Attacks on aid workers delivering supplies in Somalia resulted in the death of eight staff and injuries of 12 others between January and September, the UN humanitarian agency said in a report on Friday.
The UN Office for the Coordination of Humanitarian Affairs (OCHA) said some 90 violent incidents have impacted humanitarian organizations, resulting in the abduction of 18 people and the arrest and temporary detention of 13 others.
“Collateral damage from terrorist attacks in populated areas of Mogadishu has continued to account for the majority of the deaths and injuries, as well as for the destruction of humanitarian facilities and assets,” said the UN agency in its September humanitarian report.
The OCHA decried the number of violent incidents affecting humanitarian organizations in Somalia, saying it has remained high.
The Horn of Africa nation has been mired in conflict since civil war broke out in 1991 and is one of the most difficult countries for relief agencies to operate in.
The terrorist group al-Shabab has been targeting humanitarian workers, sometimes demanding ransom in order to free the hostages, according to media reports.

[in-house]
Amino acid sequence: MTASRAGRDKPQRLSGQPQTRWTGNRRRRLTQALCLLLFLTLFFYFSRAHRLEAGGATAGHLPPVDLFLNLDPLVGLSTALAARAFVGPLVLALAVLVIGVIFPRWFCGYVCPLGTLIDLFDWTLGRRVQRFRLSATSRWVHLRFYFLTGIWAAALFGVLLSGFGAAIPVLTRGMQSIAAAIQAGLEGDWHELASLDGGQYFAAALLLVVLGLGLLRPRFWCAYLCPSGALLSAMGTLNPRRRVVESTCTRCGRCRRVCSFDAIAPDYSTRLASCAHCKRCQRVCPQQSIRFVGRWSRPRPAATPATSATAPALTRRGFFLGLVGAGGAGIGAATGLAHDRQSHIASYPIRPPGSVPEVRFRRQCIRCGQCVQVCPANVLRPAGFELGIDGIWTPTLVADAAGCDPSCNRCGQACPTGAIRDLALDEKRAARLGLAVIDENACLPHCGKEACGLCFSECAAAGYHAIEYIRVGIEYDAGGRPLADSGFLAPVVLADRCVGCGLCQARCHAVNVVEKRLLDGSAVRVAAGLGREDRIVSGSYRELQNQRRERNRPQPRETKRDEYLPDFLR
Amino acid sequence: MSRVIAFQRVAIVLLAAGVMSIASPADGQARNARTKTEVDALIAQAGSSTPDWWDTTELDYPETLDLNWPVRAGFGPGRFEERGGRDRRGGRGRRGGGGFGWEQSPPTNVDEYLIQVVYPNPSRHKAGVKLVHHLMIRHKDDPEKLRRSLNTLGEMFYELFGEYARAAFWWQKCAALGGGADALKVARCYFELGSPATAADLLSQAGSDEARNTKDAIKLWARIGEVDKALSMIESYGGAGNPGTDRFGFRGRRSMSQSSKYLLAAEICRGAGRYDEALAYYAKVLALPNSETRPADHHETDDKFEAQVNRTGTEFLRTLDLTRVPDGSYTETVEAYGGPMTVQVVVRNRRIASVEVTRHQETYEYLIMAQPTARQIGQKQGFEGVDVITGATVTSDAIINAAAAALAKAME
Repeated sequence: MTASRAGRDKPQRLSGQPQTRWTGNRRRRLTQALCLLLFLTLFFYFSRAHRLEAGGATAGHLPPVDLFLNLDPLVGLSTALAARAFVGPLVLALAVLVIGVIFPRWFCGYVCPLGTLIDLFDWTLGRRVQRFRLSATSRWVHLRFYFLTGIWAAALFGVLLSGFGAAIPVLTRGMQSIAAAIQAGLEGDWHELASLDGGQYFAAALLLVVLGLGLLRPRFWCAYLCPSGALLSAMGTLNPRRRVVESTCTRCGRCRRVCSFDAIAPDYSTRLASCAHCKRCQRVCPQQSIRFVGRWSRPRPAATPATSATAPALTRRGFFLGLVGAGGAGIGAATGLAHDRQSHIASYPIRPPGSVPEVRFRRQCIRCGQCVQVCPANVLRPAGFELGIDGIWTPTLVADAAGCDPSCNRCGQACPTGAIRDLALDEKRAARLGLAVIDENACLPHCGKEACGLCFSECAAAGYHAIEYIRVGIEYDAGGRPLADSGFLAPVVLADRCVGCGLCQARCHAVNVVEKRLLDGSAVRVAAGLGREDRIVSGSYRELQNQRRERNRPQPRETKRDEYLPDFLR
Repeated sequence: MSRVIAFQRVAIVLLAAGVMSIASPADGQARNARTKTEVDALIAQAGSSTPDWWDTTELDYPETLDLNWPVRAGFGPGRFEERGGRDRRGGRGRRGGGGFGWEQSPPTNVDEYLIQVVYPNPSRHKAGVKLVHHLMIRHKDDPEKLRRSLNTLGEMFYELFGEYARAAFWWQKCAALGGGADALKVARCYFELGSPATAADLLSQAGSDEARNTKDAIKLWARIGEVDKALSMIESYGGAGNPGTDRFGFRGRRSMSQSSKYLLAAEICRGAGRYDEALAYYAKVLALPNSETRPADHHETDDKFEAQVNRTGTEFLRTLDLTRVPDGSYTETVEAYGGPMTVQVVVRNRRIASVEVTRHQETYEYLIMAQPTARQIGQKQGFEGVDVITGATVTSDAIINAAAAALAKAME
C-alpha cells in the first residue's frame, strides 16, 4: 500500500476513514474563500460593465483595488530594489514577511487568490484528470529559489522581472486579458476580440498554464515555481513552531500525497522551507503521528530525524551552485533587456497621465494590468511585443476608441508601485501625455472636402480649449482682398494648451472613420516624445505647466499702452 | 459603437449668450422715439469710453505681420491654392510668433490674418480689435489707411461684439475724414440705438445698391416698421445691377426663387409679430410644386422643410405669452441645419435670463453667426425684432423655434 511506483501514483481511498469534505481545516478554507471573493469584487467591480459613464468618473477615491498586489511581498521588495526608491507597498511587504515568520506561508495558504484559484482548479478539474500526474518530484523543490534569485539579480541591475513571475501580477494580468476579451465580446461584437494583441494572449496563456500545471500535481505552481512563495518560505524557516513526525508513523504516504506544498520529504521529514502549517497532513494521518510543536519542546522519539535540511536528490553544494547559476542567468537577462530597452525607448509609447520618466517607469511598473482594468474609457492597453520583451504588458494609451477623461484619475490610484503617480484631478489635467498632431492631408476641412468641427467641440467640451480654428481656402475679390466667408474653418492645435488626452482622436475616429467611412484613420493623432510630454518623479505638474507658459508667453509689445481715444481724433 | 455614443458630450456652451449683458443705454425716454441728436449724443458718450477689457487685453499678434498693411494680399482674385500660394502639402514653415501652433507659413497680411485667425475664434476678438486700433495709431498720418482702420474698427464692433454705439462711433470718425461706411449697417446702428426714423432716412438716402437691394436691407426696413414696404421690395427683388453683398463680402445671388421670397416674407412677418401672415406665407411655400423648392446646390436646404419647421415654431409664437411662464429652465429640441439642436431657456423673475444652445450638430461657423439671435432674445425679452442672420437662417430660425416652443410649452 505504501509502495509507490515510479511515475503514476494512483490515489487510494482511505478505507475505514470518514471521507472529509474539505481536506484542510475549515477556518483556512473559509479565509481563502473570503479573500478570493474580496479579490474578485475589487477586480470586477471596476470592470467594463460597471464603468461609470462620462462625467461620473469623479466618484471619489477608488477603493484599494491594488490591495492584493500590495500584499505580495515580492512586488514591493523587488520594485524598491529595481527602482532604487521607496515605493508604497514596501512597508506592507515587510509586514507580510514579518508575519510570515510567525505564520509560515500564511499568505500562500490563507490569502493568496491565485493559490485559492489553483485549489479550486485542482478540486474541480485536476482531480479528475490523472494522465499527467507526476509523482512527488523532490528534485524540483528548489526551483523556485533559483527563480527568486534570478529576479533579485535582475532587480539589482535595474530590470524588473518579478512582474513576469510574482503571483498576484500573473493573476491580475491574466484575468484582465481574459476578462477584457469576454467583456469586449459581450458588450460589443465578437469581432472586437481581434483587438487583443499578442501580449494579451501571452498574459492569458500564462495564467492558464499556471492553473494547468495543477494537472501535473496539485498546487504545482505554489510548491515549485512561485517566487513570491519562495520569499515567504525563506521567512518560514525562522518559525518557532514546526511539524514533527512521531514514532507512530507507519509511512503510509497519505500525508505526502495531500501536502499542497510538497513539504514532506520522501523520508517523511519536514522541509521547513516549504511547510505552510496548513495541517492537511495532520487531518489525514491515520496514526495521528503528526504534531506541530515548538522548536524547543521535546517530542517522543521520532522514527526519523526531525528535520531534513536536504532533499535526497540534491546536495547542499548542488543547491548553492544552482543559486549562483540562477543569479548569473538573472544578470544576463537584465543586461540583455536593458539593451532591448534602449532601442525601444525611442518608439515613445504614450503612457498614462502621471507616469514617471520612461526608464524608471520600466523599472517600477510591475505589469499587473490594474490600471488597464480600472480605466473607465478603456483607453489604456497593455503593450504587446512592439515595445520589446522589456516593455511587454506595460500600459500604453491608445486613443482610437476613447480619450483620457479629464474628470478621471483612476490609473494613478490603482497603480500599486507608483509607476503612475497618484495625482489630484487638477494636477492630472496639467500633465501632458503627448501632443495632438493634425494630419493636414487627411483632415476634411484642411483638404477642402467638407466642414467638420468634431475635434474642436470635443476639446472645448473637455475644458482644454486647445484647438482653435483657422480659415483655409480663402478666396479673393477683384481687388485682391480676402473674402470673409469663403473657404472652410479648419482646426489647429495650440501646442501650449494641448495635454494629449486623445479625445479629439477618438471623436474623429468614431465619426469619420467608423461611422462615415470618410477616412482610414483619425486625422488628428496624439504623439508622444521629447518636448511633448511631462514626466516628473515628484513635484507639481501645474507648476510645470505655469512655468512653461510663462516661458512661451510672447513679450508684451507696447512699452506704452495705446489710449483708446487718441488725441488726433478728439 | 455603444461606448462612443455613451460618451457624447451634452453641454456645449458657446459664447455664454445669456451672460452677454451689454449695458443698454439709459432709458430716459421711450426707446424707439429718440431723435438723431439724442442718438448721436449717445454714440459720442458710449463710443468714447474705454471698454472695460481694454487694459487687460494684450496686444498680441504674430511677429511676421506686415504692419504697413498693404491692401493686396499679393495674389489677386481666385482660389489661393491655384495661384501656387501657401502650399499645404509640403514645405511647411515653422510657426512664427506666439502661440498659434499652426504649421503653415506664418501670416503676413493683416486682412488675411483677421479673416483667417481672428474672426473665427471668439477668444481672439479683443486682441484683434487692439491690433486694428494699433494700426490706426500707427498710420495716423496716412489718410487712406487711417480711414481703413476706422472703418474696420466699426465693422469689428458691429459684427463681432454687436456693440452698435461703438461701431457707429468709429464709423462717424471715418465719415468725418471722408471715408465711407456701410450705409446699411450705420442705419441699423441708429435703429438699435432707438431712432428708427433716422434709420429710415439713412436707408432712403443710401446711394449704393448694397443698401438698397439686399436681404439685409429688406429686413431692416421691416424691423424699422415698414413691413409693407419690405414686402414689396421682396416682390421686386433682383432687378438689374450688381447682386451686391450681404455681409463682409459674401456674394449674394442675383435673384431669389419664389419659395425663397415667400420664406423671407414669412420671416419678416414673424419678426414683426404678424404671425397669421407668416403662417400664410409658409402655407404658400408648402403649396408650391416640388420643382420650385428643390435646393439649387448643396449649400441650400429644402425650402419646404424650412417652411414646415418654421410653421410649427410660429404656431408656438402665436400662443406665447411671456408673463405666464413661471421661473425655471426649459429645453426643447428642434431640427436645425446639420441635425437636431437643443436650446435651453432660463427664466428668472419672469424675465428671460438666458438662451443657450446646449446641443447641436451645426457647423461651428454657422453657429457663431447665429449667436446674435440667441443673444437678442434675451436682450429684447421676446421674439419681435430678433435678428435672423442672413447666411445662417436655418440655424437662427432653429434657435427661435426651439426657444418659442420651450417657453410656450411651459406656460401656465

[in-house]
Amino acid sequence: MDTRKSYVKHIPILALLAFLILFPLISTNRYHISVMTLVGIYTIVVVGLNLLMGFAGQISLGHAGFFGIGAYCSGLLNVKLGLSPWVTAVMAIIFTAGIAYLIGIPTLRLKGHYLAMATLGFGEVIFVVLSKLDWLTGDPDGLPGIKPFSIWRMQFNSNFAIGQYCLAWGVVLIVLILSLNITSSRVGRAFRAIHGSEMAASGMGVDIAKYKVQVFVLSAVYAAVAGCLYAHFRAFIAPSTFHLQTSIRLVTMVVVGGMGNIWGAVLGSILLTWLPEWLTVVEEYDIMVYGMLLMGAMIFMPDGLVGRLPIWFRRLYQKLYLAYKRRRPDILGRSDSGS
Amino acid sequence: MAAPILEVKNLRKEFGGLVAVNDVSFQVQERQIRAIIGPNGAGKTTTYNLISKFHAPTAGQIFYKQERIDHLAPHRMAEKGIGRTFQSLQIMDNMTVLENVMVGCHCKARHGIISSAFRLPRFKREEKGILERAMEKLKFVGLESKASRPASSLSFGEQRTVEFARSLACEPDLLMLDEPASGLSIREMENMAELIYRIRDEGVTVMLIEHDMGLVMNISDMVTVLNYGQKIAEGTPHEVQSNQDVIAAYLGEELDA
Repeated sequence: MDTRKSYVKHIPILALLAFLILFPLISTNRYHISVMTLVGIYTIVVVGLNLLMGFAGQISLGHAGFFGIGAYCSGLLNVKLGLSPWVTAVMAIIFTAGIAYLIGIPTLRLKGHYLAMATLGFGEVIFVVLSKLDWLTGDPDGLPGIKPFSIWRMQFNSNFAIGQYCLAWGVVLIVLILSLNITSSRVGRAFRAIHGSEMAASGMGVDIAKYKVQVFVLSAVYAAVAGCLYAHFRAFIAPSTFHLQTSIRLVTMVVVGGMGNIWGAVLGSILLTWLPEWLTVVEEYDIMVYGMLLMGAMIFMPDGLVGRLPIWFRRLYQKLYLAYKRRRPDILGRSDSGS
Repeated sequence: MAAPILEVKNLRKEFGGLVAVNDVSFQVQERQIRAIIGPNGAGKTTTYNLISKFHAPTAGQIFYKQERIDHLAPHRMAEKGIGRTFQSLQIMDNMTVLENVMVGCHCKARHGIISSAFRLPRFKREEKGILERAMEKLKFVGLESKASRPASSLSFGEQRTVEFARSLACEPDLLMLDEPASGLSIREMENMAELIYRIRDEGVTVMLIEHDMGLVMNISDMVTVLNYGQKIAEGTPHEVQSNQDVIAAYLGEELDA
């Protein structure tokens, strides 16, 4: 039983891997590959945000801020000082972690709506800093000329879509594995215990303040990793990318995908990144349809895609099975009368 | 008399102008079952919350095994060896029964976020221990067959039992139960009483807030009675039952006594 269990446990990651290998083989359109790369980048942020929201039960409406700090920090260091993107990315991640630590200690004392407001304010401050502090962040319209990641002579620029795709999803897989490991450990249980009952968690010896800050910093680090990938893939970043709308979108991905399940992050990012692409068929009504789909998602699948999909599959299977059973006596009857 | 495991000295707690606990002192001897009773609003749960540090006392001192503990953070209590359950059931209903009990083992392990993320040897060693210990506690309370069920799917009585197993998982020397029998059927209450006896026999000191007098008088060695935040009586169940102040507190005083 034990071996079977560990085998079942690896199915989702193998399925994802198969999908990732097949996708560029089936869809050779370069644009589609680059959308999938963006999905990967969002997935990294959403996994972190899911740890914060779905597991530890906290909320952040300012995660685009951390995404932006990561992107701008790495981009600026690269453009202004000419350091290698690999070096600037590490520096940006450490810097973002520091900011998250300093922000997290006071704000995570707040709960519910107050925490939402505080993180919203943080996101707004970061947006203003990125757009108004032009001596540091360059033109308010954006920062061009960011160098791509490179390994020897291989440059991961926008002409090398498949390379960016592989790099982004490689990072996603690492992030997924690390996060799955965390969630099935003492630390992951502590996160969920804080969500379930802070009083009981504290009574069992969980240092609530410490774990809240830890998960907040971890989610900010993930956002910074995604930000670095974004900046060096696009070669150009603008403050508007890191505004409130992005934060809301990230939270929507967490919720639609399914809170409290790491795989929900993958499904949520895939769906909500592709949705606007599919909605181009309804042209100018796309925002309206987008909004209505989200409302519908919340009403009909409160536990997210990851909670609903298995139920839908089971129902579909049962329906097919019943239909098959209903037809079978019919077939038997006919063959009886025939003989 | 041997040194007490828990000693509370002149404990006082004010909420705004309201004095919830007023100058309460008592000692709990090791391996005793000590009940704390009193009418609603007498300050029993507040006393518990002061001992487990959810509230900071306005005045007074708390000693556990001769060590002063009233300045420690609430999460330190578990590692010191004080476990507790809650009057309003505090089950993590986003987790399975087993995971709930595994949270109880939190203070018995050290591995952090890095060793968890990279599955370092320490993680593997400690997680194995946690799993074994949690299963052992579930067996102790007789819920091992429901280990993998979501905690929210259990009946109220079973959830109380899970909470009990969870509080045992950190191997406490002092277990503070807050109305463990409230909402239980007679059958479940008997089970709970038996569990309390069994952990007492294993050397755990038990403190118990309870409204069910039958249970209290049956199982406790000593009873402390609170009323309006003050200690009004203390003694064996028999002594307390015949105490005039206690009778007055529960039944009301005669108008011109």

The UN report said the volatile security situation continues to impact on civilian lives and create a challenging environment for the delivery of humanitarian assistance, saying active hostilities in Lower Shabelle continue to cause displacements and disrupt humanitarian programming.
“As parties to the conflict continue to temporarily take control of smaller towns and villages — holding them for short durations that range from a couple of hours to a few days — the resultant anxiety and unpredictable security situation has led to increased displacements,” said the report.
According to OCHA, humanitarian organizations operating in the affected locations have been forced to scale down their activities or suspend operations after over 34,000 civilians fled areas of Lower Shabelle in the past two months.